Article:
While I agree with you that, in general, those who ask for discounts are usually the ones who want a lot of extras and are not as easy to work with, I couldn't disagree more with the policy of not giving out pricing information over the phone and refusing to offer any discounts. We've booked packages over $10k after some fairly big discounts and those have been some of the best couples to work with. We have also booked some of our bigger standard packages over the phone, after giving out pricing information. Of course, we also list our prices and packages on our website as well as plenty of samples. There is so much competition and variety in this industry that I personally like making all the information available without requiring a face-to-face meeting and we have gotten great feedback from that as well. I'm sure there are other ways that work great for other people, but I love to book a package with a 20 minute phone call over a meeting that is a couple hours long.

In terms of discounts, I really belive the key is to be very selective about who and what you offer. Weddings can be very unique so it can be nice to allow for discounts under the right circumstances, but I wouldn't offer a discount if somebody called or made an appointment and right away asked to cut 20-30% off a package price.

To answer Sheldon's original question. we haven't had many 'tire-kickers' so I'm not sure if that means we are doing something right, your doing something wrong, or it is just a difference between markets. In the end, I find the biggest difference is having plenty of samples and being very open and flexible with ideas and options.

Sorry thats so long, hopefully it helps somebody.

Patrick
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Old August 15th, 2006, 06:15 PM   #7
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I know a lot of people on here may disagree, but I think "not" telling your rates to a client over the phone is shooting yourself in the foot.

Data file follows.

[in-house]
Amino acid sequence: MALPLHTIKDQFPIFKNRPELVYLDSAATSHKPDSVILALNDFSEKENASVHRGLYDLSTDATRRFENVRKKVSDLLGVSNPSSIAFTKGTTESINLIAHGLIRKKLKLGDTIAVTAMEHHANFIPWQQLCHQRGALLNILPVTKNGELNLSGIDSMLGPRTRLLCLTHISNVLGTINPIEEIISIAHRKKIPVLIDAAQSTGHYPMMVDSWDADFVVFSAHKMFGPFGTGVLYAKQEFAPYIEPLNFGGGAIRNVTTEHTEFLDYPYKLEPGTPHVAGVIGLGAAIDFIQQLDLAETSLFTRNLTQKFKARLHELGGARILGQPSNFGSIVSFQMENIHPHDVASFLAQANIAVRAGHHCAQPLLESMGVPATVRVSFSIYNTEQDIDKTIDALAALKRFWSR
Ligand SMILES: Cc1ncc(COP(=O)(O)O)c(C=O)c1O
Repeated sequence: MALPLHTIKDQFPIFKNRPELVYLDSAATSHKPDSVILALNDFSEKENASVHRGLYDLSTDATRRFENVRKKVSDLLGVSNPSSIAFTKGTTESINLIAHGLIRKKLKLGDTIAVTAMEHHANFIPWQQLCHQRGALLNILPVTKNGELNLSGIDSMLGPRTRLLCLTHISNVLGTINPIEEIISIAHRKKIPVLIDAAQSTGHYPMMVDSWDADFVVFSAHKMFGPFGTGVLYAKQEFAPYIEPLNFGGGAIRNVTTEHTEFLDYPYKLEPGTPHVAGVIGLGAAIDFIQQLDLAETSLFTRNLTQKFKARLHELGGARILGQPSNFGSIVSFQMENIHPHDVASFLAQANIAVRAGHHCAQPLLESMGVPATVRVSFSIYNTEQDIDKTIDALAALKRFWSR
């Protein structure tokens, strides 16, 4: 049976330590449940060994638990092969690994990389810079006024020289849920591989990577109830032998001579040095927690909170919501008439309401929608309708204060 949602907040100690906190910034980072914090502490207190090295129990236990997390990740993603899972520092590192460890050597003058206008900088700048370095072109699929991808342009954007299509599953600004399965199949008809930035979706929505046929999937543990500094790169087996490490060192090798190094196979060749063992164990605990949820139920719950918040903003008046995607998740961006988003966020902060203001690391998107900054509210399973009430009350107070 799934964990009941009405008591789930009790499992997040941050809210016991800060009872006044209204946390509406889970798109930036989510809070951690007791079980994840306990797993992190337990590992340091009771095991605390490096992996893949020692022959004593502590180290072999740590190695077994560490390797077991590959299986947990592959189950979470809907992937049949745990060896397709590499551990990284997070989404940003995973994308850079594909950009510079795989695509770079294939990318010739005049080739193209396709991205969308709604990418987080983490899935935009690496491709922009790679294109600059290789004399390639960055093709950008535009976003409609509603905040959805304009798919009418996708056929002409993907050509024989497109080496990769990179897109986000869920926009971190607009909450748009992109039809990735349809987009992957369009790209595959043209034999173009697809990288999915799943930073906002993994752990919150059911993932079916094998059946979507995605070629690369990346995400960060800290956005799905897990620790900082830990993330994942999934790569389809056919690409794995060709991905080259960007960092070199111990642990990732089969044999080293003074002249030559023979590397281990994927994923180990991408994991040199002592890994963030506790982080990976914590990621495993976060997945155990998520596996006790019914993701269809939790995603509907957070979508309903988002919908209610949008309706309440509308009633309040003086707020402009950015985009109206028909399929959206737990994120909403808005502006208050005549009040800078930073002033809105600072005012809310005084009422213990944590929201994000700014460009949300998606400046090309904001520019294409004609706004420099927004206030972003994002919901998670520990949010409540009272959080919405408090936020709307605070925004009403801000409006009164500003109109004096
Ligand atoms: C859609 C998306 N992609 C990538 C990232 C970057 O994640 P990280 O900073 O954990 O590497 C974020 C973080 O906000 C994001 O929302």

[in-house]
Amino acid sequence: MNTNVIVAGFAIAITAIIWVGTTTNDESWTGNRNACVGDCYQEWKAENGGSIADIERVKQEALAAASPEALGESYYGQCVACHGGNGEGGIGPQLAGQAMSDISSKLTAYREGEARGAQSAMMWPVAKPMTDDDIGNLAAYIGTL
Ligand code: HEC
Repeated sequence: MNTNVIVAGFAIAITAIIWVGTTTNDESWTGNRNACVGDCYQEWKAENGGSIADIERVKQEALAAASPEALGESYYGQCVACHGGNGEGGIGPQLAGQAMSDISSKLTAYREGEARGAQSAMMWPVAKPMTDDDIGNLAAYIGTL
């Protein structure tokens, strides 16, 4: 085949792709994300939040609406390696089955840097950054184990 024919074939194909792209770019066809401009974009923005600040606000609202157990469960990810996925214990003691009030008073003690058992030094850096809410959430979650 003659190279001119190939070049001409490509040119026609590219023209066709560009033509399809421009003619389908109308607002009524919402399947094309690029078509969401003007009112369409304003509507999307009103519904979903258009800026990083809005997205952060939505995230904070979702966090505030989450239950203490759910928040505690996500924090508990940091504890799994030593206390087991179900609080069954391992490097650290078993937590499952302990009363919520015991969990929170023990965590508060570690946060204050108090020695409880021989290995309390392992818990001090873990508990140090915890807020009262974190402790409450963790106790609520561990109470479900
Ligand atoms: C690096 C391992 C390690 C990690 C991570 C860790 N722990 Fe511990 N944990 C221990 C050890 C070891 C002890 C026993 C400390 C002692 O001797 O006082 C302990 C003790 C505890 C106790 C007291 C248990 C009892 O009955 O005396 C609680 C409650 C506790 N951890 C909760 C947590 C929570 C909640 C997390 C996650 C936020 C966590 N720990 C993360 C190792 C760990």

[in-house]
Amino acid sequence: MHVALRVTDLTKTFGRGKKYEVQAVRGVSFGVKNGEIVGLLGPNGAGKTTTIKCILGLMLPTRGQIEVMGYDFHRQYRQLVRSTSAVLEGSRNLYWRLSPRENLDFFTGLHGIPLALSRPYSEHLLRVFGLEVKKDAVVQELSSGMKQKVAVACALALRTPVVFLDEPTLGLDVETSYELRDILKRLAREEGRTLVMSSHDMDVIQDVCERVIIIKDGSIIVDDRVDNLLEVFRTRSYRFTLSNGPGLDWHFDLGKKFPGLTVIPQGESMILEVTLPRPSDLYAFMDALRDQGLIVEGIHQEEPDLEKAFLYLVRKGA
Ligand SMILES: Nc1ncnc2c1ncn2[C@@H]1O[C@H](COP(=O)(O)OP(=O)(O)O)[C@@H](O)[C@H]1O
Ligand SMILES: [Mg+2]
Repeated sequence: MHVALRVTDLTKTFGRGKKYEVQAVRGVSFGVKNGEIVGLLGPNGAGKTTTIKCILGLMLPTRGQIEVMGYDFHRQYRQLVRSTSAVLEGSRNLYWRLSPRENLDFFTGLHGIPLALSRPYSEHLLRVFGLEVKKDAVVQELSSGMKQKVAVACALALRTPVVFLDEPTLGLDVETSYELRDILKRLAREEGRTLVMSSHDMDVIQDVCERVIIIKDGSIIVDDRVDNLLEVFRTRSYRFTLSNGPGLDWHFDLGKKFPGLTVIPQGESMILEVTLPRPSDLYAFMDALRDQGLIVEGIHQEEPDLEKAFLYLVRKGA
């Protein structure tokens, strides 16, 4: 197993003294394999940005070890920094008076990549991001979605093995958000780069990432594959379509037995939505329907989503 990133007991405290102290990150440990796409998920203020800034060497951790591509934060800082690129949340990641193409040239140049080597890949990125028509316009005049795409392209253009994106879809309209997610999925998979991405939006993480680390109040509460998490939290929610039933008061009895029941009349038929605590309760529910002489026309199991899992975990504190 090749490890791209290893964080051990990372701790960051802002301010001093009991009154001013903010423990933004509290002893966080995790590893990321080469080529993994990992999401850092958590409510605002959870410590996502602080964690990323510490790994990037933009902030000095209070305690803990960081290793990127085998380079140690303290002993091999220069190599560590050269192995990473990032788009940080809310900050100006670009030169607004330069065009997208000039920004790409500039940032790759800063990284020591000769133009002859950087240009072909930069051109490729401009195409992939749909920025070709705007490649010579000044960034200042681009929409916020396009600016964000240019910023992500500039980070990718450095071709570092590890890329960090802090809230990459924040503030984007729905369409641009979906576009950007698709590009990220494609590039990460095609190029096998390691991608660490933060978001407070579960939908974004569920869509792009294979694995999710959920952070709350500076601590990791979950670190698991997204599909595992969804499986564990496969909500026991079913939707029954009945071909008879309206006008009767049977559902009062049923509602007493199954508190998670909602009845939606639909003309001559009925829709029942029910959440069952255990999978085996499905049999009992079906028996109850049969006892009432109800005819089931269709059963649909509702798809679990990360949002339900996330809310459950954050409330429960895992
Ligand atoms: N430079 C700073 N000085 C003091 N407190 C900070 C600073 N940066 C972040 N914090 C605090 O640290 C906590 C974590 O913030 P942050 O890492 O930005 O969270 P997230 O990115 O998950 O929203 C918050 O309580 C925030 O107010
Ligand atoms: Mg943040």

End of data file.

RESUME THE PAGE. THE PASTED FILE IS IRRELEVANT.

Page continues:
Think of it this way. What if you were trying to check out rates/services of similar situation.....and the company says that will not give you their rates until you meet with them....?????

I would tell that company that they just lost a potential" client. There is way too much competition out there...in many states anyway not to give your rates to potential clients who WANT and NEED to know that information.

WHat if your rates are way out of their budget, then you have wasted yours....and their time altogether.

EVen though I dont do it, I can somewhat undertsand...but not really.....not posting your rates on your website, but if a client(potential) calls and asks for rates....and you hold them hostage to a meeting first......I am surprised that any bride would go along with that.

My potential clients would hang up the phone if I were to do biz like that.

my 2 cents.
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Old August 15th, 2006, 06:19 PM   #8
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You go Joe!
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Old August 15th, 2006, 09:54 PM   #9
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Before you call out the hit squad allow me to elaborate. The discussion is on how to limit the people who are just poking around. You need to qualify your clients within the first two minutes of speaking, just like in sales. When asked for a price my answer is anywhere between $1000 and $2000 depending on the needs of the clients. This usually gives me an indication of whether or not they are future clients or window shopping. I offer the consulation to see if their interest is real or not. Who hires a videographer without seeing some work. I live in a city of 113,000 and there are only 5 videographers in town. So competition isn't a problem. The highest priced video in town is $1500, so forgive me if I gave out some bad advice, but here I can afford to not give out an exact price.
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Old August 15th, 2006, 11:46 PM   #10
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Jason....better watch out for the hit squad!

Well, I do offer rates on my website along with samples, and general info....SO, when clients do come a knockin'.....they are almost never just "tire kickin"".....they know what we offer, the prices, etc. When they call...it is usually to set a meeting in person.


For Sheldon....and dont take this the wrong way but, if you get a lot of inquiries.....and youre not closing the deal....atleast most of the time or 50% of the time, you may want to evaluate what you are doing or saying???? You cant always blame the potentials'....maybe your sales pitch or personality is not working for them???? I dont know....cuz I dont know you or how you do things...but these are things that could be the reasons.